Tomi T. Ahonen wrote two posts today about the Apple iPhone, both which were full of insight and advice for Apple. In the first post which was an open letter to Apple, Ahonen defines SMS Text Messaging as the Killer Application for mobile devices – even though that’s not how they are sold.
“….Make sure your iPhone is at least on par with top text messaging phones out there today. You have six more months to accomplish that. But please, Apple do it.
If you don’t , I am afraid you will fail. Voice is NOT the killer app for current mobile phones. Neither is music; neither is the camera feature; neither is video. The killer app is messaging, specifically SMS text messaging (and very rapidly also mobile IM ie Instant Messaging, and other collaboration such as mobile blogging). Understand that those phones that are not good at messaging are going to be returned to the store by dissatisfied customers, and the mobile operators will be forced to substitute alternate phones. You don’t want phones returned because of poor texting, as Nokia learned with its unconventional keypad designs in 2003 – and rapidly corrected this colossal error.”
In the latest post – Handicapping the race: iPhone markets and rivals, Ahonen weighs in on the iPhone vs. it’s competitors and while he likes many aspects of the iPhone, he feels it can not reach the lofty sales goals set for it by Apple:
:…To reach its target, Apple would have to convince every Cingular smartphone user (probably many very loyal to their Motorolas, Nokias, SonyEricssons etc) to switch to the iPhone. This means all Blackberry users in its network with corporate e-mail clients therefore as well; and then capture AS MANY new customers by stealing them from the rival networks. Cannot be done. Is totally beyond all reason. If the GSM standard based smartphone market in America is about 4.3 million, Apple cannot capture all of that. Not in one year, not even with a miracle phone. And the iPhone is far from a miracle phone.”
While I read a lot of hype and excitement about the iPhone today, Tomi T Ahonen’s reviews were very realistic, down to earth, from someone who is an expert in 3G networks, including social networks. Ahonen does think Apple can succeed with selling the iPhone as a “music phone”, however.
“…But all is not lost for Apple in America. While the analysts talk about the smartphone market, I would rather look at the music phone market. That is much larger. It includes many cheaper music phones, but for many considering a mid-range music phone, when the iPhone becomes available, it will well be a worthwhile alternative, even if on the high end of what that customer would be willing to pay.
How big? Gartner tells us they sold 309 million music phones in 2006 (vs about 40-42 million iPods. Can you guess the theme of my upcoming iPod vs music phone review next week when Apple releases official numbers for the Christmas quarter of iPod sales?). Music phone sales rocketed in 2006, more than doubling. It is fair to assume, even at very conservative rates, that music phone sales will reach 400 million units in 2007. This of course includes most of the 120 million smart phones mentioned above.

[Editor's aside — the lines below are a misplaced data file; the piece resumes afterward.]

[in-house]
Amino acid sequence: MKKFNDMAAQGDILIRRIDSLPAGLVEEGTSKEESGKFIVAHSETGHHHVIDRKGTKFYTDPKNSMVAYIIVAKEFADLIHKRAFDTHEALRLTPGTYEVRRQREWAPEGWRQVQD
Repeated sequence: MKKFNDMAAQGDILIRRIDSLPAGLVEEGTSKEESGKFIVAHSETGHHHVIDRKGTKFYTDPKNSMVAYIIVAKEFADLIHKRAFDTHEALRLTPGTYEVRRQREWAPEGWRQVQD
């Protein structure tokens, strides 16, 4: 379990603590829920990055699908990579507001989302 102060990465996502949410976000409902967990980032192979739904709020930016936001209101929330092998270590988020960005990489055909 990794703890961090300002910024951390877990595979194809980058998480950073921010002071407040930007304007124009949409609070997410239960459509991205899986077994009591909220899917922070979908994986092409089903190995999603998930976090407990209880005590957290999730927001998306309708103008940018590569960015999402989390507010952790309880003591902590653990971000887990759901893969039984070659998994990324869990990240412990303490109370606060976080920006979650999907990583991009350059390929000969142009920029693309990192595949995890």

Now we are talking about a valid market opportunity for Apple. 10 million means only 2.5%, and that is quite do-able.”
Ahonen thinks the real reason for the iPhone is the erosion of the iPod as the dominant music player in the portable device market.
“….I would say 10 million iPhones – with prices in the 499 and 599 dollar range, and with only a GSM model and launching with only Cingular in America first – this is a tall order, but it can be done. I would suggest history will find that this is a much bigger drain on Apple’s marketing and sales support resources than they can have imagined, but the writing is honestly on the wall. The reign of the iPod came to an end last year, and this is in reality a “defensive move” by Apple to remain relevant in the MP3 player market. They have to do it. In reality they should have done it a year ago.
With the launch and aim of 10 million sales comes a certain corporate-wide commitment by Apple to make it happen
I would say they will do it. But it will come at a serious cost to profitability. Note that this expands Apple’s portfolio and helps a PC maker move into the mobile Internet – the future, so this is also a clever move by Macintosh, to gain a foothold into the mobile computer market of the next decade.”
So, if I were an analyst, I’d go over both Ahonen articles on the iPhone with a fine tooth comb.